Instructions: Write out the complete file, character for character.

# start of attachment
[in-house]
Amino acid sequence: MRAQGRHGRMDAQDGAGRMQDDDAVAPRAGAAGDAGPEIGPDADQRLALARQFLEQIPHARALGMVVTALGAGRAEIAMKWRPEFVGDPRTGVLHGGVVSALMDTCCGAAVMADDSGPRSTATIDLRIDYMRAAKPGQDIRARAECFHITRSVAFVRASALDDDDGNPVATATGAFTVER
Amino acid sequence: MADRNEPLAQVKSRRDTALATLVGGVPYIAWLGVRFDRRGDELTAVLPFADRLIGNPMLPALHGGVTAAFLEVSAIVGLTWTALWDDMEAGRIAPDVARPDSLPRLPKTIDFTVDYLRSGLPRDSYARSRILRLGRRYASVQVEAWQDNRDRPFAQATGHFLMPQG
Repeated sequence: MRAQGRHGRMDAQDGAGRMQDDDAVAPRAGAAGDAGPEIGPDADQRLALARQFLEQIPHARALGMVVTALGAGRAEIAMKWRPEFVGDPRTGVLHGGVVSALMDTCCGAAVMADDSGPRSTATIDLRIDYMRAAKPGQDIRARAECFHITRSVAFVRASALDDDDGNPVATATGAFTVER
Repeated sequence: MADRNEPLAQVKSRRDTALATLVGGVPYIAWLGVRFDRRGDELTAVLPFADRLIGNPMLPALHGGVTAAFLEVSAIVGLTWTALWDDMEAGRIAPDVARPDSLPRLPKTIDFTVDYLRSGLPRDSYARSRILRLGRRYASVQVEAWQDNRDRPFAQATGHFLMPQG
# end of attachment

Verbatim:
[in-house]
Amino acid sequence: MRAQGRHGRMDAQDGAGRMQDDDAVAPRAGAAGDAGPEIGPDADQRLALARQFLEQIPHARALGMVVTALGAGRAEIAMKWRPEFVGDPRTGVLHGGVVSALMDTCCGAAVMADDSGPRSTATIDLRIDYMRAAKPGQDIRARAECFHITRSVAFVRASALDDDDGNPVATATGAFTVER
Amino acid sequence: MADRNEPLAQVKSRRDTALATLVGGVPYIAWLGVRFDRRGDELTAVLPFADRLIGNPMLPALHGGVTAAFLEVSAIVGLTWTALWDDMEAGRIAPDVARPDSLPRLPKTIDFTVDYLRSGLPRDSYARSRILRLGRRYASVQVEAWQDNRDRPFAQATGHFLMPQG
Repeated sequence: MRAQGRHGRMDAQDGAGRMQDDDAVAPRAGAAGDAGPEIGPDADQRLALARQFLEQIPHARALGMVVTALGAGRAEIAMKWRPEFVGDPRTGVLHGGVVSALMDTCCGAAVMADDSGPRSTATIDLRIDYMRAAKPGQDIRARAECFHITRSVAFVRASALDDDDGNPVATATGAFTVER
Repeated sequence: MADRNEPLAQVKSRRDTALATLVGGVPYIAWLGVRFDRRGDELTAVLPFADRLIGNPMLPALHGGVTAAFLEVSAIVGLTWTALWDDMEAGRIAPDVARPDSLPRLPKTIDFTVDYLRSGLPRDSYARSRILRLGRRYASVQVEAWQDNRDRPFAQATGHFLMPQG